ble by Anderson, bringing Yamane across to score. With the lead cut to 7-3, Air Force brought across a run in the fifth and then blew the game open with seven runs in the sixth inning, putting the game out of reach. Bears sophomore pitcher Michael Wilkes hit two batters and walked another to load the bases, which were cleared on a grand slam by Falcons freshman third baseman Noah Pierce. The Bears scored two more runs in the eighth with an RBI groundout for senior right fielder Adrian Schenk and a sacrifice fly by freshman pinch-hitter Brian


UNC senior right fielder Adrian Schenk slides into third during a game earlier this season against North Dakota State. Tibbits, but it was too little too late. The Bears return home to host the New York Institute of

Technology (2-19, 0-4 GWC) in the first game of the weekend series at 3 p.m. Friday at Jackson Field.

10 The Mirror


Wednesday, April 11, 2012

UNCSPRN hosts dinner to teach proper etiquette C o m m u n i c a t i o n Department office located on the first floor of The age-old decorum Candelaria Hall. Normally a of proper eti$21 meal, the quette can still etiquette dinburn or build ner includes bridges in the three courses: networking and salad, entrée business world (with a possiof the 21st centuble vegetarian ry, which is why option) and UNC Student dessert. Public Relations Katherine Mason At the Network will will teach prospective UNC business e v e n t , host an etiquette professionals Katherine dinner April 18 at about proper dinMason, presi7 p.m in Brown’s ner etiqutte. dent of the Jon Centennial Hall. D. Williams The deadline Social for registration is today, Cotillions and tickets can be pur- Education Program, will chased for $10 in the explain the different rites Journalism and Mass of etiquette passage and SARAH KIRBY

their importance to a successful business meeting or luncheon. “One thing I’ve learned is that first impressions and how to present yourself matter,” said Samantha Brescia, a senior journalism major and president of SPRN. “For example, smiling is key to showing that you are approachable and that you are excited to be wherever you are. The skills one learns at an etiquette dinner make you more marketable as a person, more engaged and more apt to have employers want to hire you and work with you.” Multiple plates, unbelievable amounts of uten-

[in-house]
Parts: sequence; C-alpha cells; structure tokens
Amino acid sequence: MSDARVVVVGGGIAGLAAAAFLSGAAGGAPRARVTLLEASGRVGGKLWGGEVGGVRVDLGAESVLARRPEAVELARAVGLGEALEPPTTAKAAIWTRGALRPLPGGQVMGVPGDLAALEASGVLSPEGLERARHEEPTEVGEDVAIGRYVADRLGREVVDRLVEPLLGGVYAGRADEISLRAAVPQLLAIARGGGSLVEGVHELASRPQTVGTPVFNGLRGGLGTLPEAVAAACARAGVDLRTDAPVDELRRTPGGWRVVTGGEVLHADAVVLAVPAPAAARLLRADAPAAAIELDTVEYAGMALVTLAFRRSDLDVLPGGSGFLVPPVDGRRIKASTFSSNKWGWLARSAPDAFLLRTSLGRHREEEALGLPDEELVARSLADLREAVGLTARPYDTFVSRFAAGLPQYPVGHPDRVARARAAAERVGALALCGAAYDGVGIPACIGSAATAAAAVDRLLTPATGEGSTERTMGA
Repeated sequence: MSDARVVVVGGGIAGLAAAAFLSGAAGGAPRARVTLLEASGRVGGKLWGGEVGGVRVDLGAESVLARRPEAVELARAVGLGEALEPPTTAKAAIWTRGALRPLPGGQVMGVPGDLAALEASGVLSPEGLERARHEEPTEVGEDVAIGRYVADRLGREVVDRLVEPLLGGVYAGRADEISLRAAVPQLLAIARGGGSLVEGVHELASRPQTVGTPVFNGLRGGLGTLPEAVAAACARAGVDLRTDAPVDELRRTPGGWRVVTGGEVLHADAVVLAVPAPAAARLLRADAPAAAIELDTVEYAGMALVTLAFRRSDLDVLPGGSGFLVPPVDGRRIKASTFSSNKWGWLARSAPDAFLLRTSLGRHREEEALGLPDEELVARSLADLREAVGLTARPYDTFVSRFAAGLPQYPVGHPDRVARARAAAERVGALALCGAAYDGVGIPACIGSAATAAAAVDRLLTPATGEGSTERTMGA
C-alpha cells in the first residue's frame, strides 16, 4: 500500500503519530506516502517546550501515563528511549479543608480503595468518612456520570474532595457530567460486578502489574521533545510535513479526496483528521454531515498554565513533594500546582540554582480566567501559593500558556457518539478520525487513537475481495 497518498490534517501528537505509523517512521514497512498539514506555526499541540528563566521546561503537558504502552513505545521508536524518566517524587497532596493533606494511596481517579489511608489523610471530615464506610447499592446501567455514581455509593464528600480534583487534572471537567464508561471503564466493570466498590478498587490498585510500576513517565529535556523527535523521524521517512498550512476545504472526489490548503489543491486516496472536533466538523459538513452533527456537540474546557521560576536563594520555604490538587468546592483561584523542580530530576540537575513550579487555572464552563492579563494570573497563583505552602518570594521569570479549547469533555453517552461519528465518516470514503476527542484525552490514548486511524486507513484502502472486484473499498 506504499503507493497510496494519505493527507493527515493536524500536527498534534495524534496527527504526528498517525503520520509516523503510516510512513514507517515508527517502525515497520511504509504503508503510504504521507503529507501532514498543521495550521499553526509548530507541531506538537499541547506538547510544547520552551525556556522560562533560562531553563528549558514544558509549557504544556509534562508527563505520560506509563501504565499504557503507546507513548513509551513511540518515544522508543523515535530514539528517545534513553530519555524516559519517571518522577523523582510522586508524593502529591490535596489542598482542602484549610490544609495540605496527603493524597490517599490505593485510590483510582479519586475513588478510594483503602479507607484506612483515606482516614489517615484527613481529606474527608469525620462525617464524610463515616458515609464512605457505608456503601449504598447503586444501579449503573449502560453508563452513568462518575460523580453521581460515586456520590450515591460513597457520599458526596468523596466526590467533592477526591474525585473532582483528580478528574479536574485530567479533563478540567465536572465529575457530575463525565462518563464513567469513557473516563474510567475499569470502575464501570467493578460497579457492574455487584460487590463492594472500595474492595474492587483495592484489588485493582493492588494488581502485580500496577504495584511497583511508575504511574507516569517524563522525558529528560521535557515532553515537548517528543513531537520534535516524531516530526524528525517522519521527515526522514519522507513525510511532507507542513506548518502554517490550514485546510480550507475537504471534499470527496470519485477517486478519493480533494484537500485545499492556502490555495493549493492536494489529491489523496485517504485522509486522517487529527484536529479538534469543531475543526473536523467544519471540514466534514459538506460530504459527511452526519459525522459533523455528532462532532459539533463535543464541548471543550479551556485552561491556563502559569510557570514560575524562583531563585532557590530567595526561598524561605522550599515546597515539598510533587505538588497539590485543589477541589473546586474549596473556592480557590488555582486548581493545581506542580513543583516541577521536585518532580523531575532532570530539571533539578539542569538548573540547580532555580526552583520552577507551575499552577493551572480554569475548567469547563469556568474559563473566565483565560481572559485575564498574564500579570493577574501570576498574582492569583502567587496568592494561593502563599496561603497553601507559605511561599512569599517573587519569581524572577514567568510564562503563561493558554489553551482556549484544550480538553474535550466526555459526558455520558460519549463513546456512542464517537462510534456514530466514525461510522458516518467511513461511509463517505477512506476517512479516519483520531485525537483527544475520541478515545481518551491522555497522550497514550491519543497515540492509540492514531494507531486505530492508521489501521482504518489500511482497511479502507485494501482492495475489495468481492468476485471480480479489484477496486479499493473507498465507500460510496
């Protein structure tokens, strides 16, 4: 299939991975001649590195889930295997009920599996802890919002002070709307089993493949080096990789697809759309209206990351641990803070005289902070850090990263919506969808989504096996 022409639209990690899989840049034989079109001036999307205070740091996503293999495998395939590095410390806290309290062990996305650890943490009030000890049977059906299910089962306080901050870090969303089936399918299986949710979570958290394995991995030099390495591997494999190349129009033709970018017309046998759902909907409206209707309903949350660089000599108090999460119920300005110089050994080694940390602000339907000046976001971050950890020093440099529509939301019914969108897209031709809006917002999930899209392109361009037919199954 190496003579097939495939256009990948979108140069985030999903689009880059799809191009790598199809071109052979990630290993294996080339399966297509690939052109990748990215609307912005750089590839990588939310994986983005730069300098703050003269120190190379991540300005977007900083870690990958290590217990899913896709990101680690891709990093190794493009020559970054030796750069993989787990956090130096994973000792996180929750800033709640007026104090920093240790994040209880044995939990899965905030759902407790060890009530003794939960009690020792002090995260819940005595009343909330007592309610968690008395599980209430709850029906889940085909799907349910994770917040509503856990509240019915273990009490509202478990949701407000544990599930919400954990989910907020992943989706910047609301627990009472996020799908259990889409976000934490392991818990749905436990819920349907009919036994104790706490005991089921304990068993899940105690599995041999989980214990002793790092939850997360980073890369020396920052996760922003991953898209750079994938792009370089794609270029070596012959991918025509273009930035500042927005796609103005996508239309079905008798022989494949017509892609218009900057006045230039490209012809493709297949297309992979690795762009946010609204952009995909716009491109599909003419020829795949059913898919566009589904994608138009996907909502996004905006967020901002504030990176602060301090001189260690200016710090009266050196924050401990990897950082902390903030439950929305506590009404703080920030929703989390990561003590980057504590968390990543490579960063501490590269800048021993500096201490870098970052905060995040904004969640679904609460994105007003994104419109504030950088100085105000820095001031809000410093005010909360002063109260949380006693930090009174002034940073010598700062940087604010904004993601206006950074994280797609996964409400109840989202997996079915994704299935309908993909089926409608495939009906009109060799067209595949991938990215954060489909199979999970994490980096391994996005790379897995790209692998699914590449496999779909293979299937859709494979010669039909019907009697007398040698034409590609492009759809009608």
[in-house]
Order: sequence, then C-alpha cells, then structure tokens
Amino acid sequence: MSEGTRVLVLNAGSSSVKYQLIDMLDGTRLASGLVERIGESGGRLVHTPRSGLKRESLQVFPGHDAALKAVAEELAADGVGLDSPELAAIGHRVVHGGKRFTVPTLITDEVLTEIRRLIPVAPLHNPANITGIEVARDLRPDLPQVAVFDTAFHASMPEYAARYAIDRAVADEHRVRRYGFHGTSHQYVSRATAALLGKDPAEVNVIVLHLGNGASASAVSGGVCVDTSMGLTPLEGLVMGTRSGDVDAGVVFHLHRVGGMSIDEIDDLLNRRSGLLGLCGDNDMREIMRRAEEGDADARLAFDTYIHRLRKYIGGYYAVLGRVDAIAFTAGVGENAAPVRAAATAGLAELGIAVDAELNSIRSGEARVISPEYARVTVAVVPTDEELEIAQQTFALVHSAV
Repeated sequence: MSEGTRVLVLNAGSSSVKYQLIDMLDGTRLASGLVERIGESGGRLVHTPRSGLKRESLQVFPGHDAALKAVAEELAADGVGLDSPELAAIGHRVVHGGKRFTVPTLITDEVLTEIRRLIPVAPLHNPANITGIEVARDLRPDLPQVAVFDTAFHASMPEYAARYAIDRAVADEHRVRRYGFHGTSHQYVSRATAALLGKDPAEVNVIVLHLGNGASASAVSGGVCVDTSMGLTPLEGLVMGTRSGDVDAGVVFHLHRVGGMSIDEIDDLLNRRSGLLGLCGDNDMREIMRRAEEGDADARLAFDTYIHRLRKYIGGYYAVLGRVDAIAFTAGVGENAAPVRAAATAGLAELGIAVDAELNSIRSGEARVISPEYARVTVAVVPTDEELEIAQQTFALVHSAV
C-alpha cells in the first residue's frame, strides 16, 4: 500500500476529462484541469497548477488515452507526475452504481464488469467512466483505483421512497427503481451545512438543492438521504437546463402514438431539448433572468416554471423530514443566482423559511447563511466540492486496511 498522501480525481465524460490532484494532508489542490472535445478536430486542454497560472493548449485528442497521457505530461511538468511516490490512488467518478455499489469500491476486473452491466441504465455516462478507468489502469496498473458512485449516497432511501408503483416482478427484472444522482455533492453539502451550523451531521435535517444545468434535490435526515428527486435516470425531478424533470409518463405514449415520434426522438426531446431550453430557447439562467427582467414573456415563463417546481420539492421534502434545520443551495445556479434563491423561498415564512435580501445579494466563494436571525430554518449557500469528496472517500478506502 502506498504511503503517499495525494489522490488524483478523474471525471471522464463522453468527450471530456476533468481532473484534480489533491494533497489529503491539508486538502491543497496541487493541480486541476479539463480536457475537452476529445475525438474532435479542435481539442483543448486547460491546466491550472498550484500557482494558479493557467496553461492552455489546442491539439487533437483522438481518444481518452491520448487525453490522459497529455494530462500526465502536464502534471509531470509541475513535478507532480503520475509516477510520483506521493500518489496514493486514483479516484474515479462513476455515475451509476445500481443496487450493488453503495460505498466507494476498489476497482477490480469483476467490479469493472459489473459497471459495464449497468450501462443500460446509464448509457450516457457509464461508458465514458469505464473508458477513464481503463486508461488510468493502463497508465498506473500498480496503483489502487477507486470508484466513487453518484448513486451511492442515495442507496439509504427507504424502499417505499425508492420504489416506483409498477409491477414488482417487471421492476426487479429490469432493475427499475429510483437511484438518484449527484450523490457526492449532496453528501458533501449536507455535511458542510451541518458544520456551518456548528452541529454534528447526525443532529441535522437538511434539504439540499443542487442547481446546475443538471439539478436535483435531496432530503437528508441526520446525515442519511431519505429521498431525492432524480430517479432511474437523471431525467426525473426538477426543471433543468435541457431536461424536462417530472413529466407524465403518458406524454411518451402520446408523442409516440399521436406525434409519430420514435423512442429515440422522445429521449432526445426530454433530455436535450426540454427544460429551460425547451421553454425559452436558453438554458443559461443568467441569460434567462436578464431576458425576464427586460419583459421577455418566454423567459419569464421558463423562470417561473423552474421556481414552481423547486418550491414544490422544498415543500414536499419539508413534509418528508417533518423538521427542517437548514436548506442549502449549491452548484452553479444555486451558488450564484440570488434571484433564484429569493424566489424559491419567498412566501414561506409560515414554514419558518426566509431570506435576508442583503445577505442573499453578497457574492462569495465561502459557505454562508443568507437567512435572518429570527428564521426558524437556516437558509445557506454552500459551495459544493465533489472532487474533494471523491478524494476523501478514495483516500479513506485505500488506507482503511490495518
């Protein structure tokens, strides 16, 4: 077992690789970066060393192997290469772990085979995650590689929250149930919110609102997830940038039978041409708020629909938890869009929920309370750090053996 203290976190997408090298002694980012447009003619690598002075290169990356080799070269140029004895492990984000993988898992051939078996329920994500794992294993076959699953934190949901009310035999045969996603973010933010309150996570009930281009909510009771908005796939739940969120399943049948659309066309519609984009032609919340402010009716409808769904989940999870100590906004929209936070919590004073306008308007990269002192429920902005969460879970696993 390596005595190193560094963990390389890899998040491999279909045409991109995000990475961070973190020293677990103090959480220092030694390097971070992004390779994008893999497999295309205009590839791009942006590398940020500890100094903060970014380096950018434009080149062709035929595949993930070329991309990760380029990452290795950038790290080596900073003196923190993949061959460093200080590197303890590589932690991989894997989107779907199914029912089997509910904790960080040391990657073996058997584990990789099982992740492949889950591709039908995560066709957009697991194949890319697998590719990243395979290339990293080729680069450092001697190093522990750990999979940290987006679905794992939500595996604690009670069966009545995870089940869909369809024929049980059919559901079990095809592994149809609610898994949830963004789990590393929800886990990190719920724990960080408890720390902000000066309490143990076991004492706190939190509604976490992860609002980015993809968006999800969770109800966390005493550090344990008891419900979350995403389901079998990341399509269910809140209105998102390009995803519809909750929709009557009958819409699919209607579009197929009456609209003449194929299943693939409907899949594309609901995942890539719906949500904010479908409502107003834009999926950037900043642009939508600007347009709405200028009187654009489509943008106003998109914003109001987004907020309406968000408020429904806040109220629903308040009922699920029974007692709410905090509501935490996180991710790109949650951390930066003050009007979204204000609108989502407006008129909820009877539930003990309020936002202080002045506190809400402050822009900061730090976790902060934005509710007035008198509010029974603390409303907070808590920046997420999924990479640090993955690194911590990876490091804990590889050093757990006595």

sils and different styles of eating can quickly cause the most poised individual to question what his or her first move should be. Manners are generally determined by an individual at the head of the table, which can be an unsaid code. There are multiple rules in etiquette. For instance, in European etiquette, an individual should keep the tine of his or her fork facing down on the plate while cutting meat. Both of these are small details, but as Mason will demonstrate, they all add up to make an impression. “In my old sorority, we

had to use proper etiquette during our weekly meetings and dinners together,” said Sasha Pooridgemen, a sophomore history major. “I thought it was a stuffy tradition at first, but knowing how and when to pass the rolls makes an oddly relevant difference in how people view your manners, which are a reflection of you in general not only as a potential employee but also a person.” SPRN is taking 45 students, and there are some spots left. Anyone majoring in business, public relations, communications or any other professional avenue that deals

with networking is encouraged to attend the event. “I’ve learned that the importance of networking is critical in today’s job market search,” said Kyra Stroble, a junior communication studies major. “If I can build a better relationship with someone based on my interaction with them — which would include proper manners — then I would hate for something so simple to get in the way of my professional success.”

Tickets for the etiquette dinner can be purchased from the JMC office. The deadline is today.

Contemporary Dance performed in Langworthy Theatre ASHLEY REITZ

This weekend, the School of Theatre Arts and Dance presented “A Celebration of Dance in its Many Forms” in Langworthy Theatre in Frasier Hall. On Thursday’s opening night, about 150 students and Greeley community members came to show their support of the program. With a total of four pieces, dancers presented various styles of dance from four different choreographers. The choreographers consisted of UNC instructors including Monte Black, a professor of dance, and Christy